said second means being at a location Y;

said locations Y, Z and X defining with said location 0, the directions of said beam, of said first said radiation component, and of said second said radiation component, respectively, said directions being orthogonal and intersecting at said location 0.

3. The apparatus of claim 1, wherein,

said second means includes polarizing means for varying the plane of polarization of said beam such that sometimes said first said radiation component is directed to a predetermined location, but other times said second said radiation component is instead directed to said predetermined location;

said third means having an element at said predetermined location for picking up 'both said radiation components.

4. The apparatus of claim 1 wherein said beam, said first said radiation component, said second said radiation component are along the respective orthogonal axes Y, Z, and X, the origin of which axes is at said location O; i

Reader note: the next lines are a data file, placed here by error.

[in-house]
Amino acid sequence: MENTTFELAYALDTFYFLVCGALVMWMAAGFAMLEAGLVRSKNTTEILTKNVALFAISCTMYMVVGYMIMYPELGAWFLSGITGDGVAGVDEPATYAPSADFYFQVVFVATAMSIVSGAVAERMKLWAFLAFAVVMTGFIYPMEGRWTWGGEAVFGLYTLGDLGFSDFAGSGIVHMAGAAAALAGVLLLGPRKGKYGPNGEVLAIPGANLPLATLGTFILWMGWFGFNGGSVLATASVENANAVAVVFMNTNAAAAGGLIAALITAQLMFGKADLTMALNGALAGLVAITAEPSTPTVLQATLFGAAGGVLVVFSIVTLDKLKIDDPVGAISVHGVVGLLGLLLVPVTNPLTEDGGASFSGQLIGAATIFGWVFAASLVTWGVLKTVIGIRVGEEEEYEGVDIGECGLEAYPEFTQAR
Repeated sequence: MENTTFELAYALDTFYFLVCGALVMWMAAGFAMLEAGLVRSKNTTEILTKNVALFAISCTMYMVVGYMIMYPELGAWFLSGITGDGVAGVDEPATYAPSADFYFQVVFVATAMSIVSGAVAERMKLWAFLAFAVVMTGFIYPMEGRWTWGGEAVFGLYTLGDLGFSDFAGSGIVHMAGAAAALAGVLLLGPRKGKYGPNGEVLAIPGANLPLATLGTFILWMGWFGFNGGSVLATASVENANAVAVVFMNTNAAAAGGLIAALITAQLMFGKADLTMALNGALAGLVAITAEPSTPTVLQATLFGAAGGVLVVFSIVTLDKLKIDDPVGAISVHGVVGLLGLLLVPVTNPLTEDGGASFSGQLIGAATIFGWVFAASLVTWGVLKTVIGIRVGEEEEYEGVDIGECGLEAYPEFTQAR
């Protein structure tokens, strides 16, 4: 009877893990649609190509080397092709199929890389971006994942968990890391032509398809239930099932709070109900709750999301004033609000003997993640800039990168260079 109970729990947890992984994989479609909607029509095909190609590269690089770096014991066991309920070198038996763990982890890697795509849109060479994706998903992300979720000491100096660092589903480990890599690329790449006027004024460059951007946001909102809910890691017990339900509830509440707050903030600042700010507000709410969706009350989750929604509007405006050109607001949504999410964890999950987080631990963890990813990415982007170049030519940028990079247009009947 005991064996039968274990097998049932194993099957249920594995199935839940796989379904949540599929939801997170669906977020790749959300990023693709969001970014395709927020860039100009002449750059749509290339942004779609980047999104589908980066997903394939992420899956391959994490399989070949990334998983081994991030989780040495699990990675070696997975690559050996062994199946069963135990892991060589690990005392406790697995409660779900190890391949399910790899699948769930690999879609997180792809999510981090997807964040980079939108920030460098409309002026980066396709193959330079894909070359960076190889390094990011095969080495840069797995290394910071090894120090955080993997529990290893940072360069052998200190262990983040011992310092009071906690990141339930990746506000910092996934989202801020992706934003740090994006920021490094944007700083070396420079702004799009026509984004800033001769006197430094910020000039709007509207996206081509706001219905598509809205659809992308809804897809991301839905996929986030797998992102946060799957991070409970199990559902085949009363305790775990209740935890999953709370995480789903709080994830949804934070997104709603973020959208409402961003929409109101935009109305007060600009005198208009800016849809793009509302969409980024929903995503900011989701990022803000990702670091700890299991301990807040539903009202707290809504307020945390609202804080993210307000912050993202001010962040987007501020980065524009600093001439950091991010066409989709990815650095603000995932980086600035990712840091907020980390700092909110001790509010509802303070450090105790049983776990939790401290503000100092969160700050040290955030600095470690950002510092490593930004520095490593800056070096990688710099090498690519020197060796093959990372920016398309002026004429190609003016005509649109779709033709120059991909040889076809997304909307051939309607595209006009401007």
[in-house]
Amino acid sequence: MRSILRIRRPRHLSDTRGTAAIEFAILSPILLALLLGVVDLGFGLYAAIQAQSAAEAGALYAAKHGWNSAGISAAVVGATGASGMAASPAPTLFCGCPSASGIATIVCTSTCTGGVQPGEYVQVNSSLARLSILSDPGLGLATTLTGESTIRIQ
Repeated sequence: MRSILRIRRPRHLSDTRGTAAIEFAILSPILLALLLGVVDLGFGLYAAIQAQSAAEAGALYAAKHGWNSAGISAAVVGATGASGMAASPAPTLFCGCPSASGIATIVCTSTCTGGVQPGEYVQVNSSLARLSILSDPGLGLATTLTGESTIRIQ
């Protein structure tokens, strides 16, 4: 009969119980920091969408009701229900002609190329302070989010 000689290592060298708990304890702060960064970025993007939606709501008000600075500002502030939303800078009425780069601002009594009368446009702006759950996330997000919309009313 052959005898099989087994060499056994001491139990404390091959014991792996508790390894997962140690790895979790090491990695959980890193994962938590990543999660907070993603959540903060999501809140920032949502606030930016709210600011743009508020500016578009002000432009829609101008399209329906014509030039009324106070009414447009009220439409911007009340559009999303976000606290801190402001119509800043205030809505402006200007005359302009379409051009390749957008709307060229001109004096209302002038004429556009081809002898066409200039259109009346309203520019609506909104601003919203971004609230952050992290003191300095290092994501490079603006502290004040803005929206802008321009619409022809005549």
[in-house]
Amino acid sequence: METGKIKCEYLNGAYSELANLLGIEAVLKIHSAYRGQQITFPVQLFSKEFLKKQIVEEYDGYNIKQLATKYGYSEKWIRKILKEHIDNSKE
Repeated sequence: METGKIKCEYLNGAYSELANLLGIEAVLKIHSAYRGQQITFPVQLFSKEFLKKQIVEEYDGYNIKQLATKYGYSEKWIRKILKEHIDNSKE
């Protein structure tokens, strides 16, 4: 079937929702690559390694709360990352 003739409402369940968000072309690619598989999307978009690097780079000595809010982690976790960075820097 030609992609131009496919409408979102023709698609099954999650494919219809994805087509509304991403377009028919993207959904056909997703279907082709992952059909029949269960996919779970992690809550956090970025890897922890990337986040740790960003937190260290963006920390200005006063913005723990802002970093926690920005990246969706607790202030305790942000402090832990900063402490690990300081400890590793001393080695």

said second means being a polarizer operable to polarize said beam so that said electric vector is alternately along said X axis and along said Z-axis, whereby said first said radiation component alternates with said second said radiation component along one of said axes;

said third means being located on said one of said axes for alternately detecting said first said radiation and said second said radiation components.